The controls are simple. There is an up-down button selecting 5 levels of assist. On a cadence sensor bike this more-or-less means ‘speed’ while being labelled ‘power’. You can also use the throttle to start or simply to augment your speed at any time. It’s useful in slow speed scenarios (mingling with pedestrians) and going up hills for an extra boost. Unlike torque sensor bikes that you can control through your pedals, on a cadence bike you control through the throttle and assist levels. The upshot of all of this is an easy ride for anyone, even if you aren’t a fit rider.

The battery in our bike is 19Ah, 700Wh. After a hilly 40km ride averaging around 20km/h we had 1/5 left in the battery, and that included an hour on the charger over lunch. So clearly hills are not the battery’s friend. I was expecting better range than that. Though 2hrs riding time at 300W average is 600Wh.

The bike comes supplied with a nice bell, a Cateye speedo, quality mudguards, rear rack and bright LED lights. A front basket would be an appropriate extra accessory; ours also has panniers.Completing the package is a built in frame lock – you can add in a sturdy chain option too.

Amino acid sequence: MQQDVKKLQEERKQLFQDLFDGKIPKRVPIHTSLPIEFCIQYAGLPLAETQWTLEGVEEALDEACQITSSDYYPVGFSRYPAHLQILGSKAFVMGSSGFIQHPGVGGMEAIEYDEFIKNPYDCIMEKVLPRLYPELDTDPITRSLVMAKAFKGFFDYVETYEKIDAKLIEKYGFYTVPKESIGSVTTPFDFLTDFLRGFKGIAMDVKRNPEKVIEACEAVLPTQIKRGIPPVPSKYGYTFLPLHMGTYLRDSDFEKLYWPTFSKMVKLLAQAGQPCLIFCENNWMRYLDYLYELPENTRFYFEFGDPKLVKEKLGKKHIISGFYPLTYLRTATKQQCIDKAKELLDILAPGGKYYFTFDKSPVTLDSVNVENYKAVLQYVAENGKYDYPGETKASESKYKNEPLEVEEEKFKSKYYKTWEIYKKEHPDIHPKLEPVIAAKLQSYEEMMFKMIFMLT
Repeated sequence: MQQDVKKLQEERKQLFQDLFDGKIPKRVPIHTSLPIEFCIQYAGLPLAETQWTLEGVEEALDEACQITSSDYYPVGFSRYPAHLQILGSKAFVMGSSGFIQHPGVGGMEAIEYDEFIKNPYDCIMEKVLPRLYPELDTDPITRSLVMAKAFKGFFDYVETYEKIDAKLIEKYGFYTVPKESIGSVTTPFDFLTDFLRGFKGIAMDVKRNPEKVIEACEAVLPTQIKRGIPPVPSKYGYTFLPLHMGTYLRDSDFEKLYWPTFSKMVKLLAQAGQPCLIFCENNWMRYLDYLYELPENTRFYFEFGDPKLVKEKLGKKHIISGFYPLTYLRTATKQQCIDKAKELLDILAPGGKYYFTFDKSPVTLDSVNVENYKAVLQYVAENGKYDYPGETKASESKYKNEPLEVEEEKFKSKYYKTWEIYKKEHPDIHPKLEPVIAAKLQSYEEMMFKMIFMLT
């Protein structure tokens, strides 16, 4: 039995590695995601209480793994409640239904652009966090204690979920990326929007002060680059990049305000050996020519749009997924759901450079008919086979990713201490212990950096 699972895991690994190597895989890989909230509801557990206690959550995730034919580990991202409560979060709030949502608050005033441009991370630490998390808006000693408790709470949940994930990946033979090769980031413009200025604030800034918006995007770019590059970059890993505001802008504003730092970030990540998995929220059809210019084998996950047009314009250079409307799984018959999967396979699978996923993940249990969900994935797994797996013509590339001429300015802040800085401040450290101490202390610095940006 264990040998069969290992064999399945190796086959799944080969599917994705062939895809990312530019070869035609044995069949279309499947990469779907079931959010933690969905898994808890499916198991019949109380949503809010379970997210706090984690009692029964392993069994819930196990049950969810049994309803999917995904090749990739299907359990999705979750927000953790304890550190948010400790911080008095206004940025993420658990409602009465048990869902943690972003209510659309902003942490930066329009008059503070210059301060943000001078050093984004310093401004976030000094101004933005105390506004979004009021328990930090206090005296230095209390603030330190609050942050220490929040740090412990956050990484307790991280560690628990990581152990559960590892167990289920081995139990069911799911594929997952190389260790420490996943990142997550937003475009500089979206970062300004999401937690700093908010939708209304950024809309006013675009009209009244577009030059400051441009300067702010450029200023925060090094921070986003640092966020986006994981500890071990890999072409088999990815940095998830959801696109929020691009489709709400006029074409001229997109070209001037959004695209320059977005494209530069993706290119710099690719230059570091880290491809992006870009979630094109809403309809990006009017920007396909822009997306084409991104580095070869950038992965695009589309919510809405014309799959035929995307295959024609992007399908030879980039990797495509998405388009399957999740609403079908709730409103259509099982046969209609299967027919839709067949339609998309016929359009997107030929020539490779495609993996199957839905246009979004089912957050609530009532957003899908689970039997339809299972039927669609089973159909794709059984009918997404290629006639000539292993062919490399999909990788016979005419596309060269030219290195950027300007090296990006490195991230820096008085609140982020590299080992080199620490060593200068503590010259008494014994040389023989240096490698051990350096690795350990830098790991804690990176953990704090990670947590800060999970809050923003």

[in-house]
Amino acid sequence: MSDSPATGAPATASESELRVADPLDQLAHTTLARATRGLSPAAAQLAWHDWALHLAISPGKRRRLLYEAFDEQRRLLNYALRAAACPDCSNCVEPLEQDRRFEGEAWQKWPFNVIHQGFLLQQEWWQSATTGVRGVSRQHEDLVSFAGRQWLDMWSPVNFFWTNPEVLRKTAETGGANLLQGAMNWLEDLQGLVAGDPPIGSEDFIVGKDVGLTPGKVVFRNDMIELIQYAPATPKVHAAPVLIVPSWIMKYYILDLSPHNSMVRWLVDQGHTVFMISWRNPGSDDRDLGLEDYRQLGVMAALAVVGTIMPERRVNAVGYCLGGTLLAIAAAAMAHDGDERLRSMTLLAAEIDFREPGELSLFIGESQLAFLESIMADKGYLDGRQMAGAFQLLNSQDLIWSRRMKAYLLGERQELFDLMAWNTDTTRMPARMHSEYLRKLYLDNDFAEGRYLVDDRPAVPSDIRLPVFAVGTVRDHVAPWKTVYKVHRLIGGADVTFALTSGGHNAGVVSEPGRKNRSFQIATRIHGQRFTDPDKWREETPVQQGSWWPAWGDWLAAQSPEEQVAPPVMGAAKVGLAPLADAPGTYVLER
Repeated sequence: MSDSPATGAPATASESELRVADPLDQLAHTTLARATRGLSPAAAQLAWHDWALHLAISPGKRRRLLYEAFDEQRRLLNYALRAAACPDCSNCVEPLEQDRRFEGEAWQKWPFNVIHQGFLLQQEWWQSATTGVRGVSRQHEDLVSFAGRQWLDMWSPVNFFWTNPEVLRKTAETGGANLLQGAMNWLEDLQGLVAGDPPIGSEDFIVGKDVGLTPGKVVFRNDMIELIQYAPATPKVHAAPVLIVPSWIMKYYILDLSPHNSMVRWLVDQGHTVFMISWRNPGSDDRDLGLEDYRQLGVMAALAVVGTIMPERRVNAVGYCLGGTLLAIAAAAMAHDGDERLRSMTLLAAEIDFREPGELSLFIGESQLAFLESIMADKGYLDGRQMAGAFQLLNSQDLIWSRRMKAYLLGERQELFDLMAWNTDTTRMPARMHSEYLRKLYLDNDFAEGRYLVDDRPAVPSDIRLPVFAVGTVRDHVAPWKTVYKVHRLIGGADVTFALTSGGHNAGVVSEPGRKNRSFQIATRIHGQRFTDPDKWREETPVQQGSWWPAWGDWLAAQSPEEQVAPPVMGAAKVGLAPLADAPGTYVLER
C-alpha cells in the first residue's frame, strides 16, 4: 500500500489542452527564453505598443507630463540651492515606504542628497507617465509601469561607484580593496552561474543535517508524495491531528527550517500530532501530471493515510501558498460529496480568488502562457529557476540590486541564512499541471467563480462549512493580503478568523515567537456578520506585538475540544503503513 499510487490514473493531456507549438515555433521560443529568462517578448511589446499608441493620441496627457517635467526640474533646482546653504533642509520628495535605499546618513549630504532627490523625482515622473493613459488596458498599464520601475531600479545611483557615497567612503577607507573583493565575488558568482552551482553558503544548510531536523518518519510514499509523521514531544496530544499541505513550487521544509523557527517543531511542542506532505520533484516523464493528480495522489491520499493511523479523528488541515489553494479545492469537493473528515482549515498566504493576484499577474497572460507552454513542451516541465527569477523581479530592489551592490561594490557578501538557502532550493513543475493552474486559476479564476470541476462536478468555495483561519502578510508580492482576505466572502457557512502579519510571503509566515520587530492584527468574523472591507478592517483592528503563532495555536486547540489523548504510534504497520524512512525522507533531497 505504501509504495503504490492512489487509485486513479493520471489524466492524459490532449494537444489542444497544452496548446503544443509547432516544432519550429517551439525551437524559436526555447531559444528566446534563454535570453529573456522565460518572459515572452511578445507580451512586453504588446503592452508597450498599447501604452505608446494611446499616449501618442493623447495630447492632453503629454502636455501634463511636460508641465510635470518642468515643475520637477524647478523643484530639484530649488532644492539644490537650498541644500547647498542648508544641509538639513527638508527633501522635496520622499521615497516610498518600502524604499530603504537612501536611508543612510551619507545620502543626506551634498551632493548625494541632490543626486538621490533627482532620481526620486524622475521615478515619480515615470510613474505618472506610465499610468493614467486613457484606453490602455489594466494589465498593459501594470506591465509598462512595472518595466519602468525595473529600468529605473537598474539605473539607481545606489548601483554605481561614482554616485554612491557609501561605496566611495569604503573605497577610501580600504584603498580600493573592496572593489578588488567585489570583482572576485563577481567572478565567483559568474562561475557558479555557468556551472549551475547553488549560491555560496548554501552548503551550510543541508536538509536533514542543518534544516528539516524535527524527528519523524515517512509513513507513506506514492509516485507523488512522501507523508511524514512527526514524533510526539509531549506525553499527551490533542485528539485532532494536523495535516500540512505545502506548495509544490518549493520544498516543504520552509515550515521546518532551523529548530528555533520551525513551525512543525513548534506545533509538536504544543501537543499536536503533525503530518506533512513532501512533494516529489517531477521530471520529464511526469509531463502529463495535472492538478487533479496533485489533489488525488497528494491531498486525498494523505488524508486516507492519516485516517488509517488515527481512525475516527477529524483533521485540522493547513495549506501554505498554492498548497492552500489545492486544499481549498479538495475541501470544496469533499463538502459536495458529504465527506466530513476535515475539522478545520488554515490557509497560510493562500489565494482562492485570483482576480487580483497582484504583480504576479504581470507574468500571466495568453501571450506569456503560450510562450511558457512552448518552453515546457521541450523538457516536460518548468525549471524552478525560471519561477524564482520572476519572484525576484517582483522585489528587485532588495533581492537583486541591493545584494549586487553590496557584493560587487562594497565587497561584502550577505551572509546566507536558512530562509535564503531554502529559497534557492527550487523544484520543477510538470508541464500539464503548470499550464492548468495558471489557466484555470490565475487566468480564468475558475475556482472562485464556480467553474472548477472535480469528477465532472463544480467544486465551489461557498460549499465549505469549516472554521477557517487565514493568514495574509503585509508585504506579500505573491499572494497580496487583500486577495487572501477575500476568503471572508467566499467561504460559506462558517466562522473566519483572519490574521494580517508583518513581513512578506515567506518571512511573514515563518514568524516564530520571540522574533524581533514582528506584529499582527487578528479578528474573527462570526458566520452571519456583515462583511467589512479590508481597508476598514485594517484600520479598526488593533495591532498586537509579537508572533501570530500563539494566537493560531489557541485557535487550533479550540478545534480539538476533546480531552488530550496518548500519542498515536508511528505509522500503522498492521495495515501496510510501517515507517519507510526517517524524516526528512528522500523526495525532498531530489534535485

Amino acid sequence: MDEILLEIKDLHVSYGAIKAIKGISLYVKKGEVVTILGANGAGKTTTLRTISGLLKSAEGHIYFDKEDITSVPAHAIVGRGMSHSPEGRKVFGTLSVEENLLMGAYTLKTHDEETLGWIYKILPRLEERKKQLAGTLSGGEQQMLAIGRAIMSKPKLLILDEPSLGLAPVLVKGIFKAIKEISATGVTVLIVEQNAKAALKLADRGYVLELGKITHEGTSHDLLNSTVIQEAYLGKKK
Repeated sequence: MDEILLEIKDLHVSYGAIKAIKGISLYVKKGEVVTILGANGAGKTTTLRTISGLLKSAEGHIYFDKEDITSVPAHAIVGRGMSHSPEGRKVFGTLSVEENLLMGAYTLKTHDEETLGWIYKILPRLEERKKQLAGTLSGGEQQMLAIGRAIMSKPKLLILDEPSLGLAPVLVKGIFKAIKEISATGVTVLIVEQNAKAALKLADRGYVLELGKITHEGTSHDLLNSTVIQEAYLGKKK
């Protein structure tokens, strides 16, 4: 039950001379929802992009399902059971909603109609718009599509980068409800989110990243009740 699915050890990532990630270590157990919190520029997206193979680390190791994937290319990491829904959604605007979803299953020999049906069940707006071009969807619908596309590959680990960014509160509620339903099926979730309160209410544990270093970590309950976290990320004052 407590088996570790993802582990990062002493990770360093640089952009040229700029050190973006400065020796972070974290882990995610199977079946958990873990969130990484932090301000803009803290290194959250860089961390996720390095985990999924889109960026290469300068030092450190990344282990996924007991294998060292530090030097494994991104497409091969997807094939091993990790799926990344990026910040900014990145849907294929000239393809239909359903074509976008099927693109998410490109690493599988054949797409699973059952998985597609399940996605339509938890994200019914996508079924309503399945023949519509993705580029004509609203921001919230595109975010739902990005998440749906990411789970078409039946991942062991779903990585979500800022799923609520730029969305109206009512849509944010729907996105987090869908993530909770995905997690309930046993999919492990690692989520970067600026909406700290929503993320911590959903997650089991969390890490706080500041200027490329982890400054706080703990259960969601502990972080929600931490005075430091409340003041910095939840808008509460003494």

Things I liked – the power and smoothness of the drive, responsive throttle, good top speed. The Marathon Plus tyres in 47c width ensure a comfortable ride with ample grip and no punctures. The stand is sturdy and it is easy to roll the bike on and off the stand. Well thought out, I wish all bikes were that easy.

I didn’t like the front suspension – it feels harsh with no damping. An update in this department would improve the bike.

Who should buy this bike?

  • Fleet owners – getting ebikes for your staff to run errands on is a great idea. Let me know if you are interested in this for your staff – I think we have the Health and Safety angle nailed.
  • Anyone wanting a fast and powerful bike that is simple and easy to maintain

Who shouldn’t buy this bike?

  • Anyone with pretences of going offroad (rail trails are fine on this)